Louis W. Sullivan, former secretary of Health and Human Services, discussed his new book, ”Breaking Ground: My Life in Medicine” (University of Georgia Press, 2014), on Wednesday during an author talk presented by the Center for the Book in the Library of Congress. A video of the presentation will be available in the coming weeks.
Sullivan spent his childhood in Jim Crow southern Georgia. At the age of 5, he told his mother that he wanted to be a doctor. Schools in Blakely, Georgia, were segregated at the time, so his parents sent him to Savannah and later to Atlanta for his education. After graduating from Morehouse College, he attended medical school at Boston University, where he was the sole African American in his class. According to Sullivan, he was also the first graduate of Morehouse to attend. It was also the year Brown v. Board of Education came out.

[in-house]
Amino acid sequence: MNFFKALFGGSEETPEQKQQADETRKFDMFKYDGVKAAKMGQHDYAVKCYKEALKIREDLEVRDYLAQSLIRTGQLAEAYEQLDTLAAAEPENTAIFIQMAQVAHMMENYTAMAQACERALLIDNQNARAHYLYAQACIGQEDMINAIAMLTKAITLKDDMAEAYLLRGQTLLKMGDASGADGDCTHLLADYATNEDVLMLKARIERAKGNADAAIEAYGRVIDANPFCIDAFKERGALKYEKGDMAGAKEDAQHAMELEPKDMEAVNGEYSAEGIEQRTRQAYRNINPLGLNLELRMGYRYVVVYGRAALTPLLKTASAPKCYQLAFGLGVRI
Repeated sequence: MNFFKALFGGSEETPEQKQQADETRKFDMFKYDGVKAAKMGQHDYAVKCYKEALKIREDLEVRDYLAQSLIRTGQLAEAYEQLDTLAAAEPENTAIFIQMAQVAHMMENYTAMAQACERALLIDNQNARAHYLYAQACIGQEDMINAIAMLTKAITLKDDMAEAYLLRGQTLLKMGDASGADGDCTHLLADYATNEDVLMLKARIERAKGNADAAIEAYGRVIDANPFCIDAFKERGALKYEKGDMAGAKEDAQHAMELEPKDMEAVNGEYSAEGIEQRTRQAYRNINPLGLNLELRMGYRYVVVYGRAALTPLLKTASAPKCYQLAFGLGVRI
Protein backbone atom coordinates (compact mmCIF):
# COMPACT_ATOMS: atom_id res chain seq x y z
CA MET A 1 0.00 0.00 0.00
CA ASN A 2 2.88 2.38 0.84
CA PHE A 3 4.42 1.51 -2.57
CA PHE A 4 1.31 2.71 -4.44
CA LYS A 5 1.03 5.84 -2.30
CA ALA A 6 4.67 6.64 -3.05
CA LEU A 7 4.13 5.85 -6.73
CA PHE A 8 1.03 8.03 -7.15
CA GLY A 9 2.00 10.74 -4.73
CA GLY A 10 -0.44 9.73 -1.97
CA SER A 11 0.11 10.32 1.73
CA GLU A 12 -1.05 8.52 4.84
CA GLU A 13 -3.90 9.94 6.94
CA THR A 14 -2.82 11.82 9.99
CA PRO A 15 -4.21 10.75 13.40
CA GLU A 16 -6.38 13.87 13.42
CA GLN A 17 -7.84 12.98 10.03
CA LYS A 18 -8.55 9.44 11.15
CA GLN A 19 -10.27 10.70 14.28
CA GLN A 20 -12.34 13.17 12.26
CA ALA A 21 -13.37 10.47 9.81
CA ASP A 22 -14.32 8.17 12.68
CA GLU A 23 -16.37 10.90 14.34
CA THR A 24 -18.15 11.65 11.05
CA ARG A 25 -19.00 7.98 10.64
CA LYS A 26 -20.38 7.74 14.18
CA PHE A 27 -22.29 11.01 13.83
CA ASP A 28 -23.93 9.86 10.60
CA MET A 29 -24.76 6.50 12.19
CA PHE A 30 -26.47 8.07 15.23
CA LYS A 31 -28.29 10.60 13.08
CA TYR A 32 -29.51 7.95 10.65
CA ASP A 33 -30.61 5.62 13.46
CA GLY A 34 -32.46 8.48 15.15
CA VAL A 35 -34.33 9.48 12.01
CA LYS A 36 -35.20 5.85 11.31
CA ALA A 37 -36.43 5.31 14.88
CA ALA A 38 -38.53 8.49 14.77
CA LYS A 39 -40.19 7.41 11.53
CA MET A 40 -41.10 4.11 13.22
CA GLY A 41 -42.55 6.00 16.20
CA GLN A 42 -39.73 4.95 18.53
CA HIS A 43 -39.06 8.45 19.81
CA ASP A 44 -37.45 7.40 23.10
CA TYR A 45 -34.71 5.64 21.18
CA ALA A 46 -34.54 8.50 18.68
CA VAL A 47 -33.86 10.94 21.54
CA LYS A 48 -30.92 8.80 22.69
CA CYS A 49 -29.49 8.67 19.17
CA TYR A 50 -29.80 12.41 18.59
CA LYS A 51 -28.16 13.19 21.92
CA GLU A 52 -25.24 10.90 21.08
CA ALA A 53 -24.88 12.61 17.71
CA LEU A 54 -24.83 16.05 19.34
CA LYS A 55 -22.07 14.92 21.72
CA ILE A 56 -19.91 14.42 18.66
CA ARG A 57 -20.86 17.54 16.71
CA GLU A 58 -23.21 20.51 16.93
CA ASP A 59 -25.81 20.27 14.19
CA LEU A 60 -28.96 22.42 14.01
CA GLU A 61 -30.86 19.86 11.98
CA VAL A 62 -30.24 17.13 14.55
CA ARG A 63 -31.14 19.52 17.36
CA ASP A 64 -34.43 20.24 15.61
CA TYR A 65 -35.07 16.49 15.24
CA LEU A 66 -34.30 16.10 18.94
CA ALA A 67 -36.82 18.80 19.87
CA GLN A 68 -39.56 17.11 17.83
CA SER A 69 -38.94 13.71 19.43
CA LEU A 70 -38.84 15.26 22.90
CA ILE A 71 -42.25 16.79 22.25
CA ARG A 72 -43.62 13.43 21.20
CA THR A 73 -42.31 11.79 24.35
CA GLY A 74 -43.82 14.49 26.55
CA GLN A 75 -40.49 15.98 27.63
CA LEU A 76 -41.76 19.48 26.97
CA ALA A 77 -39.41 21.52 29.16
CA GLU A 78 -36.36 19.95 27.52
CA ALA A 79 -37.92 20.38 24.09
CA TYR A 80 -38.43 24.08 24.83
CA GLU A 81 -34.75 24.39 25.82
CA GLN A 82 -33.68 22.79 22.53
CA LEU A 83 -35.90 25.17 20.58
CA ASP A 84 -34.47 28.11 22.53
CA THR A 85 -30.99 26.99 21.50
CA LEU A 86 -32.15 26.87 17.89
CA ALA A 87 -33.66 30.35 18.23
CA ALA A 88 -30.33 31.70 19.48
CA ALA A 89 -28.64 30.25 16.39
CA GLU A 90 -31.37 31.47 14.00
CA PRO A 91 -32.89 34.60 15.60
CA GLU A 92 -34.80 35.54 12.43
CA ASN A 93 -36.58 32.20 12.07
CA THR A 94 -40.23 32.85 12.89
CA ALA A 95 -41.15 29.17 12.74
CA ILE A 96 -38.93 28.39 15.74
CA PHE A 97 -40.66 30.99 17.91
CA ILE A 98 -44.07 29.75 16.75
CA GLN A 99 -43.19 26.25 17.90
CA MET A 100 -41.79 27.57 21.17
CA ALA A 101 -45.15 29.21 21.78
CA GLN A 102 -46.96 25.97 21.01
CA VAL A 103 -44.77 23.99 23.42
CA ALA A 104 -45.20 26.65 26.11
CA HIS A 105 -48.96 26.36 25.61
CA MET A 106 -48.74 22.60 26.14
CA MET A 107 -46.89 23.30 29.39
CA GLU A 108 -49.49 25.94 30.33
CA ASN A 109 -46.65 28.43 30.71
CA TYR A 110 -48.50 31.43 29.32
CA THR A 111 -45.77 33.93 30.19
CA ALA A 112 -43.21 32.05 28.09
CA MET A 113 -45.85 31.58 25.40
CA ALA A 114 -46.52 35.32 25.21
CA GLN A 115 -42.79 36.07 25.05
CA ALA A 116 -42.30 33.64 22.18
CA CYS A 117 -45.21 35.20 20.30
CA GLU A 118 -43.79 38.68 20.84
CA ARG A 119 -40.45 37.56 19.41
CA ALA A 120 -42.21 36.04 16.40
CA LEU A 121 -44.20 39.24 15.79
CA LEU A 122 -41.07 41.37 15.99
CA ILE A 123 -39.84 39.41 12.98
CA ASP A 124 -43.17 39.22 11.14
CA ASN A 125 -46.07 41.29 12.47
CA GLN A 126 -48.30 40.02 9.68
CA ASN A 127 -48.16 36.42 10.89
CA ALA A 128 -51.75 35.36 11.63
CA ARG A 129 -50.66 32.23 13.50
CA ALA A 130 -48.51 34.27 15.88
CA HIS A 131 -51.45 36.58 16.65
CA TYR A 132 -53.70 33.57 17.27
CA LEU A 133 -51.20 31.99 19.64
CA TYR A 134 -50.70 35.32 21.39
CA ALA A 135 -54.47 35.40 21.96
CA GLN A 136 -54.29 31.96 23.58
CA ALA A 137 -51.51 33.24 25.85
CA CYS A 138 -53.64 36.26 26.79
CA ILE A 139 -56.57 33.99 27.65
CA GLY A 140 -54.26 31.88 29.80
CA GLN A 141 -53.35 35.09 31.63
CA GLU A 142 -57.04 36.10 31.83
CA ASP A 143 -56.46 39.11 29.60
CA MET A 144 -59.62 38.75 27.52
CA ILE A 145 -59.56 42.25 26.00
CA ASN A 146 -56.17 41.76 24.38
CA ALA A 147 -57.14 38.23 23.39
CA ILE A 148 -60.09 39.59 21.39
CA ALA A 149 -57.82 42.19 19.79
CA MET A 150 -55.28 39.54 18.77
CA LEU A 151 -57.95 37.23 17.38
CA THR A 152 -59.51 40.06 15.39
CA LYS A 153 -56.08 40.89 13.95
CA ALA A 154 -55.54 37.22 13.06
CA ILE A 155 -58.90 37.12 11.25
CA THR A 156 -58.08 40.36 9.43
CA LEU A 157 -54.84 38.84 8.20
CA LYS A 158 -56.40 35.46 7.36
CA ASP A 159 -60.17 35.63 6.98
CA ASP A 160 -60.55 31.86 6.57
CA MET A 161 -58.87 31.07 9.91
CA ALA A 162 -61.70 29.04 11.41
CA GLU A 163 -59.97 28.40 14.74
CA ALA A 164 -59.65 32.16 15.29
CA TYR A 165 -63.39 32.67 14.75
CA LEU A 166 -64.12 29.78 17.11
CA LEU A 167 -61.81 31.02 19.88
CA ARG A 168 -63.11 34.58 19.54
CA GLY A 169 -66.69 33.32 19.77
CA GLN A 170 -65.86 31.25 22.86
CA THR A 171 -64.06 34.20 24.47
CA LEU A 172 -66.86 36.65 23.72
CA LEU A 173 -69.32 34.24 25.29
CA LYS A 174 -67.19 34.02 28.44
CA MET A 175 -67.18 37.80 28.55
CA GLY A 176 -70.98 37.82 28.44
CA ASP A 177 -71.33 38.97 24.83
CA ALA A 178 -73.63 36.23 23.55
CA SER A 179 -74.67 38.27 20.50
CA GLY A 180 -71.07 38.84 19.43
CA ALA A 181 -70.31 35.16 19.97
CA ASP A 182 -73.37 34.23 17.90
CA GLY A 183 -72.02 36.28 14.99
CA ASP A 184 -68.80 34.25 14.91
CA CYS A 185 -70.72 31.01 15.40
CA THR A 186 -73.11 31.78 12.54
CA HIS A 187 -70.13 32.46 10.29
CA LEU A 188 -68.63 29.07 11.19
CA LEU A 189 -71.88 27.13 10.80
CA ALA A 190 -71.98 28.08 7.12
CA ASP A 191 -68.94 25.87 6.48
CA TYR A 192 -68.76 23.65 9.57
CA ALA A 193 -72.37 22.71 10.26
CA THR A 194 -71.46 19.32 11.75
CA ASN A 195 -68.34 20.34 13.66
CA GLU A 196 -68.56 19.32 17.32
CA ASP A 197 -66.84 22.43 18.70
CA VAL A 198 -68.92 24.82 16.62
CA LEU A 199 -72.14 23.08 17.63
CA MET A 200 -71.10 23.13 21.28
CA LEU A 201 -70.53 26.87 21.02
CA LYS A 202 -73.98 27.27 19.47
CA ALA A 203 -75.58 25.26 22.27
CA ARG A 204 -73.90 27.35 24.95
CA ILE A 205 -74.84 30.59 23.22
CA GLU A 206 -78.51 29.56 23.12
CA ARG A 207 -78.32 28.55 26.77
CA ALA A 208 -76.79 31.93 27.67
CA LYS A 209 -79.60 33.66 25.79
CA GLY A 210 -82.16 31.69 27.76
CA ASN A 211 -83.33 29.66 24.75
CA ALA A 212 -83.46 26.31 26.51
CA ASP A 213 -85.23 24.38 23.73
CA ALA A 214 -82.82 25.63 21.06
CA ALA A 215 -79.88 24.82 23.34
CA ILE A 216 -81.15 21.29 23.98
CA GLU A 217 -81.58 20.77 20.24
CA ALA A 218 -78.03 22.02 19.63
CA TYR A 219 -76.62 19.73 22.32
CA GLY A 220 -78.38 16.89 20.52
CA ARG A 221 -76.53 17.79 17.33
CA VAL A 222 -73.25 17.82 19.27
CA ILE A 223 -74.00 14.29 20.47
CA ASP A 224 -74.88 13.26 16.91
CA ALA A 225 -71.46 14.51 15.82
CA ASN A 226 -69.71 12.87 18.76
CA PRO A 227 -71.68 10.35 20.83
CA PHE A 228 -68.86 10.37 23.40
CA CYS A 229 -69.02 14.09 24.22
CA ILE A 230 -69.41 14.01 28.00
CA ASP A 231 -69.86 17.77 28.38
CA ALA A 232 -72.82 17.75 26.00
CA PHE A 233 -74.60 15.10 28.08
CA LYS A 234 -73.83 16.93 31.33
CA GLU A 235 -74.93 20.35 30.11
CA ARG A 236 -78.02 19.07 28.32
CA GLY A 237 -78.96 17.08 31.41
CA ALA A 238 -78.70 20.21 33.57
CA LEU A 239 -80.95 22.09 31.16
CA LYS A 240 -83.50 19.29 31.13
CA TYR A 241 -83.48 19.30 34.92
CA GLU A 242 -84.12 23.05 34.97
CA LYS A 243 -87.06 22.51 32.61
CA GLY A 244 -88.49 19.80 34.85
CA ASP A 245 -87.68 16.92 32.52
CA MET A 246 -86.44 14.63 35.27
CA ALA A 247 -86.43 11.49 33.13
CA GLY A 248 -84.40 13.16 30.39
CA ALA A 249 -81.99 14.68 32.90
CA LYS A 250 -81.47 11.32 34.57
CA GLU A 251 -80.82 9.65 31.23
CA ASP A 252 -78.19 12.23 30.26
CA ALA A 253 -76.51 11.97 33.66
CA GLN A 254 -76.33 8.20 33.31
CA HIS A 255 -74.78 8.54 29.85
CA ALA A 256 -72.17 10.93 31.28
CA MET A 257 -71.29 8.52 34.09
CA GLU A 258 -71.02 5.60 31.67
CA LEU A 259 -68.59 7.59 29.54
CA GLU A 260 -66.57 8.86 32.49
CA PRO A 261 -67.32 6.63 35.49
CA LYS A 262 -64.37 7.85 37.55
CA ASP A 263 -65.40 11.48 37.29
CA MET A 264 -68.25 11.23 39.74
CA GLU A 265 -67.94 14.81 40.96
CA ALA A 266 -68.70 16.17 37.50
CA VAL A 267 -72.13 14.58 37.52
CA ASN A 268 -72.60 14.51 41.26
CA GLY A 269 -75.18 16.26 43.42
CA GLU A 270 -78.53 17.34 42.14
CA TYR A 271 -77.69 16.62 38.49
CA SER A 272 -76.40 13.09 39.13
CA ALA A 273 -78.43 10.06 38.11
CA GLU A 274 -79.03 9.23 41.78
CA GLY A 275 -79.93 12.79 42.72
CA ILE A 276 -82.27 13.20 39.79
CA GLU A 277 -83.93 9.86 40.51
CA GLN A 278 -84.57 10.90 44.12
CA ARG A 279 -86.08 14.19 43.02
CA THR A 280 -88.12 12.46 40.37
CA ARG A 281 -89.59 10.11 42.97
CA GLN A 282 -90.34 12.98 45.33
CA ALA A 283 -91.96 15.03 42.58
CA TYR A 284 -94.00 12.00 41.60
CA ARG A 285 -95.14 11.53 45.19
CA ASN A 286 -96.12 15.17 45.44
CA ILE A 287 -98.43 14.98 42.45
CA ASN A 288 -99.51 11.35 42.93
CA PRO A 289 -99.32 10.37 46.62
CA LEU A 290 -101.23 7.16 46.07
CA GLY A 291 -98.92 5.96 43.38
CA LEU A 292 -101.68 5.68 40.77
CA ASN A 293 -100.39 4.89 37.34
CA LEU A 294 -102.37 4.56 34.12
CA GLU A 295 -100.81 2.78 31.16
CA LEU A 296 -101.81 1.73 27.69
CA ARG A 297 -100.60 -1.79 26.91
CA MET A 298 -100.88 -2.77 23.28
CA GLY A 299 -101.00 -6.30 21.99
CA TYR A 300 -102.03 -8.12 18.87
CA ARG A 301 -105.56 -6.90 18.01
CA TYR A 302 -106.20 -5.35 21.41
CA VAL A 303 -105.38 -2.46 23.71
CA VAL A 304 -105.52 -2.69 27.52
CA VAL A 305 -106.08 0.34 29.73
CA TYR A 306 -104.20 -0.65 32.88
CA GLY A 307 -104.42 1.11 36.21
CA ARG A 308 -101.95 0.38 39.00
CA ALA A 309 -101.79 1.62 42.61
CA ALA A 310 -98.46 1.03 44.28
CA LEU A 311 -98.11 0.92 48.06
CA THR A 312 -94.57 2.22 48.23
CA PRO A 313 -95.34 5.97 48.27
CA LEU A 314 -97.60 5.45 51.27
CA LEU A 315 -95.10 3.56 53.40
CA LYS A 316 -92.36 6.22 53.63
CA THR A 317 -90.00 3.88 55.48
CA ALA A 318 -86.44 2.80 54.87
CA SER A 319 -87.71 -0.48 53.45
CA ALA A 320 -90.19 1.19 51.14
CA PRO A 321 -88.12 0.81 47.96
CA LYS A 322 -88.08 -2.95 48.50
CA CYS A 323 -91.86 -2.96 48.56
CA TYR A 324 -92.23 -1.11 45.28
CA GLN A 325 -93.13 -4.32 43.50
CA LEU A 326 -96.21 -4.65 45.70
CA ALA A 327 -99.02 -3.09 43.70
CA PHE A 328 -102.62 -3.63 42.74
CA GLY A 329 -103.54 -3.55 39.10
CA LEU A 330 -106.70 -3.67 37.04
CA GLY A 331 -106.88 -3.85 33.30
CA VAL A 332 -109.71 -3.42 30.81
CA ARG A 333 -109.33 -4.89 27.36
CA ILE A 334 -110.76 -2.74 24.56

“I wondered how I would be received,” Sullivan said. “Would it be with hostility, indifference, or would I be welcomed?”
He was well-received, even serving as class president for two years.
Several years later, the dean at Morehouse asked Sullivan to found a medical school there.
“The rationale for creating a medical school at Morehouse was to increase the number of black physicians,” he explained.
During that time, Sullivan developed a relationship with George H.W. Bush, who appointed him Health and Human Services secretary.
“I was impressed by the dedication of the employees,” he said of his time at the agency.
Desiree Arnaiz of the Library’s Center for the Book contributed to this report.